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In-car digital distractions increase

Honda digital distractions

Misuse of mobile phones in cars is not the only driver distraction as car manufacturers are shovelling more and more digital diversions into their vehicles.

Honda is even planning a dashboard-wide panoramic digital interface for its coming electric hatchback (check the images above and below).

The car will feature five high-resolution colour screens with safety and entertainment information such as rear and side cameras, a WiFi hotspot, Apple CarPlay and even a selection of background wallpapers to please the eye!Honda digital distractions

In the middle are two 12.3-inch LCD touchscreens with customisable apps that you can access by swiping with your finger.

Some of the information includes comprehensive weather forecasts.

Honda digital distractions

Do drivers really need a comprehensive weather app to see if it’s raining. Surely the droplets on the windscreen are a good indication!

Whatever happened to hanging on to the steering wheel and looking out the windows or at your mirrors?

Car instruments used to be right in front of the driver so they didn’t have to take their eyes too far off the road. This screen panoramic will have drivers looking right across the dashboard!

We can only hope it is never approved by Australian Design Rules.

Digital epidemic

The National Transport Commission has identified that current rules about distracted driving are not keeping pace with technology, leading to a plague of distracted-driving crashes.

However, instead of addressing this increase of in-car tech, they are seeking non-technological solutions to the road rules.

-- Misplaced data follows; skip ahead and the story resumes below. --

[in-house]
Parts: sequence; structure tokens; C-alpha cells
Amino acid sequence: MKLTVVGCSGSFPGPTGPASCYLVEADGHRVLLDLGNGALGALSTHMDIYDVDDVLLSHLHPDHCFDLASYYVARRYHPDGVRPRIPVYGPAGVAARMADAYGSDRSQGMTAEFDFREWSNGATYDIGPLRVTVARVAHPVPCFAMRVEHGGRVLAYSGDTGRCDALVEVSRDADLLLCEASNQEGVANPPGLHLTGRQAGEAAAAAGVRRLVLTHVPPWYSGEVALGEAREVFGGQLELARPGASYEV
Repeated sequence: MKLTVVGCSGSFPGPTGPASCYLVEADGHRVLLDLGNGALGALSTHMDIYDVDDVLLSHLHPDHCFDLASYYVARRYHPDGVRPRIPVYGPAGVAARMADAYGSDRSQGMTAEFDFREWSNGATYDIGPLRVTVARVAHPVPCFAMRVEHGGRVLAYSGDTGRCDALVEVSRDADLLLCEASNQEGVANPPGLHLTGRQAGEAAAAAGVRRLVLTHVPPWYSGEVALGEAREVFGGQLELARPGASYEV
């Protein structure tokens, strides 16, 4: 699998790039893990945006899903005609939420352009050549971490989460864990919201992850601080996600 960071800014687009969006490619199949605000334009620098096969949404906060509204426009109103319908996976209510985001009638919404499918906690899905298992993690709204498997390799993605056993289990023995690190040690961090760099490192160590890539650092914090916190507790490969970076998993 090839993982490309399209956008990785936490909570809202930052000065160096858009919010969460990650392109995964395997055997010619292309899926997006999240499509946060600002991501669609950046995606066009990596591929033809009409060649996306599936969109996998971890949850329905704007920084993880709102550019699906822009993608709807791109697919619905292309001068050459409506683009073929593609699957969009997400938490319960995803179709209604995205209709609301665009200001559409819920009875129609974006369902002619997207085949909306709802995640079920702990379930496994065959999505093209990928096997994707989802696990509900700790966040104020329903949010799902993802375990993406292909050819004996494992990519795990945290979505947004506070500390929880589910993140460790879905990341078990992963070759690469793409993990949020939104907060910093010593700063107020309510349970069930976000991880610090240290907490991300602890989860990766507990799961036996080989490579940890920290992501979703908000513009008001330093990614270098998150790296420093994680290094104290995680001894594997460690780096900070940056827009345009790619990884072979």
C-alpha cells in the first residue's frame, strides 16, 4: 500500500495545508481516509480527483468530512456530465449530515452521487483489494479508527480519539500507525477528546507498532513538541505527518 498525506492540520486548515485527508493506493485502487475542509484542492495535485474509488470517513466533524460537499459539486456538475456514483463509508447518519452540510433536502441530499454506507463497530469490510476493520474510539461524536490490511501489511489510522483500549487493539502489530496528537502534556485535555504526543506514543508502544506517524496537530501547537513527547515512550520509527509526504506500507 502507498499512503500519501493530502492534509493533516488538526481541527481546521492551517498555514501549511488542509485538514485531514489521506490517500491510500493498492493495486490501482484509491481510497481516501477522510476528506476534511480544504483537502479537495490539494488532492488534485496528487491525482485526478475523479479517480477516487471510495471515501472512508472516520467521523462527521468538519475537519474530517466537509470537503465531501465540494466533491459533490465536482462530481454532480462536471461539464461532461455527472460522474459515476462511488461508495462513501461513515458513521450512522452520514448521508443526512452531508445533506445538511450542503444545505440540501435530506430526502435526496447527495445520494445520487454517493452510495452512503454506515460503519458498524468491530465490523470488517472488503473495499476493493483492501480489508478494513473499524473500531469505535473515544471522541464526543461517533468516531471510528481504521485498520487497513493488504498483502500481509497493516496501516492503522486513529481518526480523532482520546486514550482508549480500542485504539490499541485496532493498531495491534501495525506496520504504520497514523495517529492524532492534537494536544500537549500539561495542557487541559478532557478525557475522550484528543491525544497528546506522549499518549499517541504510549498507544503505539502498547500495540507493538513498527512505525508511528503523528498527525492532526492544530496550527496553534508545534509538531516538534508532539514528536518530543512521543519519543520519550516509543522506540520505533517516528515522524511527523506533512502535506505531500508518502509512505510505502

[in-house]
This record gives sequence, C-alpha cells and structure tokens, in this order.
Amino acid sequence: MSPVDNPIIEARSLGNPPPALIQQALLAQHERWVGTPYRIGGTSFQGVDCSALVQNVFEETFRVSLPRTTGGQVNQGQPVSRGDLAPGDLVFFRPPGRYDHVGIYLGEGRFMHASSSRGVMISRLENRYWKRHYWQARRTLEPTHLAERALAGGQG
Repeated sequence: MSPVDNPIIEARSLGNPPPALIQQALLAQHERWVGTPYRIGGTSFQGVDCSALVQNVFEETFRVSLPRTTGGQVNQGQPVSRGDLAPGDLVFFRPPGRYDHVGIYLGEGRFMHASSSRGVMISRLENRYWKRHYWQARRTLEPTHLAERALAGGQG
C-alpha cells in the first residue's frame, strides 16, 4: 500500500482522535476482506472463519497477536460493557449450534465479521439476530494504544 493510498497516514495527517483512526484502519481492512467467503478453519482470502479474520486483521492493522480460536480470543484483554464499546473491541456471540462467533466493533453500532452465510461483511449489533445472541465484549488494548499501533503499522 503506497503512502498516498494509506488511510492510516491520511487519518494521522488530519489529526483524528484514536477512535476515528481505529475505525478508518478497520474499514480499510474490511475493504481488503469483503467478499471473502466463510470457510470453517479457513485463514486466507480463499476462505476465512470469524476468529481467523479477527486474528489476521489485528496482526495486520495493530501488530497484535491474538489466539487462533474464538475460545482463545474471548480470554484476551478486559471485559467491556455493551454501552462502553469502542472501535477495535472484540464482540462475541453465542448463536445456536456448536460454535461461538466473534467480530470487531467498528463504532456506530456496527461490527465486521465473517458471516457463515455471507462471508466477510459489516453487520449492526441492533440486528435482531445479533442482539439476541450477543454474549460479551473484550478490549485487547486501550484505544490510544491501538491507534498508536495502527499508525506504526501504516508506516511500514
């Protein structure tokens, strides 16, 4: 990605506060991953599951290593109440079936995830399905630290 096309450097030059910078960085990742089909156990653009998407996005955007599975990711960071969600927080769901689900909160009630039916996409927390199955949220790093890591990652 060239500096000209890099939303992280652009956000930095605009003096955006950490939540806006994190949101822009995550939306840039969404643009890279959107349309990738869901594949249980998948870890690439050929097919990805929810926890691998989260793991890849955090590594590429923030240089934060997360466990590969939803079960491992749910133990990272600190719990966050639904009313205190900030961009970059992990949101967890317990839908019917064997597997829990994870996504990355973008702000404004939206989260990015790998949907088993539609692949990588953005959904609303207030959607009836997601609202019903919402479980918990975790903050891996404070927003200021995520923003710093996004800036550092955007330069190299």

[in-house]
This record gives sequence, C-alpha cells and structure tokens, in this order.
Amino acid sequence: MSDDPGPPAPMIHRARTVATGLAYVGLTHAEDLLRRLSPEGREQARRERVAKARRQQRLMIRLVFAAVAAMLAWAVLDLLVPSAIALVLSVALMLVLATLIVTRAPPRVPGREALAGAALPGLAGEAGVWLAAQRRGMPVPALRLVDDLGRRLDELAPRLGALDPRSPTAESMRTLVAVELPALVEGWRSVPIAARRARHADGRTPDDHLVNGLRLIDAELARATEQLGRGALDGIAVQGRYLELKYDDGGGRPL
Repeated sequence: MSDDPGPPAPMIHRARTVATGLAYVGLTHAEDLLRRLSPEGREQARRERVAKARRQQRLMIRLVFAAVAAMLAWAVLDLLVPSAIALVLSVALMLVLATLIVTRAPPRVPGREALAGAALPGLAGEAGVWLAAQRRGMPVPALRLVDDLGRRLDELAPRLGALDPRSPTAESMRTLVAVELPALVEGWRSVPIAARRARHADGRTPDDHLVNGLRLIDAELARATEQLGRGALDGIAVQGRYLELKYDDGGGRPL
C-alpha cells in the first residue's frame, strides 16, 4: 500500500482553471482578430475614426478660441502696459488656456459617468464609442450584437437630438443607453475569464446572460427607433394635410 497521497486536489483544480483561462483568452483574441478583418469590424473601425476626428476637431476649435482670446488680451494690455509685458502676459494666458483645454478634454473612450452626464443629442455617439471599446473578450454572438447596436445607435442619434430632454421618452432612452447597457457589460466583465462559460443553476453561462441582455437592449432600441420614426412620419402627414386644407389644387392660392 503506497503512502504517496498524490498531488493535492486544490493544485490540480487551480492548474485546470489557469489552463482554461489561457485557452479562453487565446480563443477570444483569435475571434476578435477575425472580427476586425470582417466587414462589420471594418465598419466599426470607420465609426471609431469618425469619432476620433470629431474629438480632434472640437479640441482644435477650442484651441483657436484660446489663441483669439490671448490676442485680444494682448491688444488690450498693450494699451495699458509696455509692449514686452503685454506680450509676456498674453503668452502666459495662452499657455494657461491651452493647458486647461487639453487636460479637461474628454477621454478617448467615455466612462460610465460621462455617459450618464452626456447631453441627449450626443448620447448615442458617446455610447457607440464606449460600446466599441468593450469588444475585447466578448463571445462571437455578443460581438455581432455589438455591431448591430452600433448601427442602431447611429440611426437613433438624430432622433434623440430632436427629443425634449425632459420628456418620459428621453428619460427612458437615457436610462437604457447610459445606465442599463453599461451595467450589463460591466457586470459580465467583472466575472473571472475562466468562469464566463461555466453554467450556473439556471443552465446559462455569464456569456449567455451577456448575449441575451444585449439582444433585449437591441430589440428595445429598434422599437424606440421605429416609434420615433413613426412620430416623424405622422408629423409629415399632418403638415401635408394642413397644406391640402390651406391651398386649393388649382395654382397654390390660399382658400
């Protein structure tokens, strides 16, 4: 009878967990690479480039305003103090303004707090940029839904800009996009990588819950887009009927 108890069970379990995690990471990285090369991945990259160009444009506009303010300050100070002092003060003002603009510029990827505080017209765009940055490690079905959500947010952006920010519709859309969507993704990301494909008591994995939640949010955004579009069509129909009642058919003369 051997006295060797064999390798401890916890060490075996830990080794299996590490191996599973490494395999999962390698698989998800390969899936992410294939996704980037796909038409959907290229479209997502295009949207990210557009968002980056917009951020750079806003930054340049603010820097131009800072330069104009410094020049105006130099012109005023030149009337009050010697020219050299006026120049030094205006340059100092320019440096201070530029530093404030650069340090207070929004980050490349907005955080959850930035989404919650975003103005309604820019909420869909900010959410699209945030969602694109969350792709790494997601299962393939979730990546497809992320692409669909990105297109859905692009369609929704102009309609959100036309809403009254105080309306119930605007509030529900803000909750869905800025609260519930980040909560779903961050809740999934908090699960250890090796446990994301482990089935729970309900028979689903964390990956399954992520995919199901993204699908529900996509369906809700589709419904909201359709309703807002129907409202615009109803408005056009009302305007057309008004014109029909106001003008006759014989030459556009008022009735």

The NTC cites studies showing a task that takes a driver’s ‘eyes off the road’ for as little as two seconds can be particularly hazardous.

RACQ road safety officer and motorcyclist Steve Spalding says driver distraction is “proving to be one of the most challenging issues of road safety in recent years”.

Steve Spalding safety officer RACQ motorcycle awareness month of May
Steve Spalding

“The solution could be simple if all drivers complied with the law, eyes on the road, hands on the steering wheel and mind on the driving task,” he says.

It’s not just mobile phones that are increasing driver distractions, but also this plethora of onboard information being stuffed into modern cars.

If legislation is having trouble coping with the current invasion of mobile technology, how will it ever cope with the hi-tech entertainment being fitted to vehicles?

In Australia, distraction is a factor in 16% of injury crashes and a 2017 WA preliminary summary found that 28 fatalities (17%) were from inattention-related crashes, up more than 100% on the previous five-year average.


  1. I recently spoke with a QLD highway patrol motorcycle policeman with questions on 2 subjects, one of which is related to this story and both may be interesting to others.

    The unrelated one first – It is legal to pass another motorcycle within the same lane in situations where there is an unbroken centre line, as long as it is safe to do so and only on the right side.

    The related question specifically about bikes but will probably apply to cars –
    Overlooking the broader issue of common sense and negligent driving behaviour while riding, it is legal to touch and change mounted motorbike instruments including GPS navigation in-dash, separate item such as mounted Tom-tom and a MOUNTED mobile phone based GPS app.
    The driving offence relating to mobile phones is in the handling/holding, but if it mounted it is legal,

    But a policeman seeing you change a GPS on any of these devices while riding could presumably book you for negligence.

    So the ever increasing rollout of technology in cars is interesting in the context of legality. Perhaps the charges of negligence may only be applied in the event of an accident even if it doesn’t involve another vehicle.

  2. THEY will be WATCHING the BREAKFAST SHOWS like ‘SUNRISE’ on their DRIVE to WORK – WTF ???



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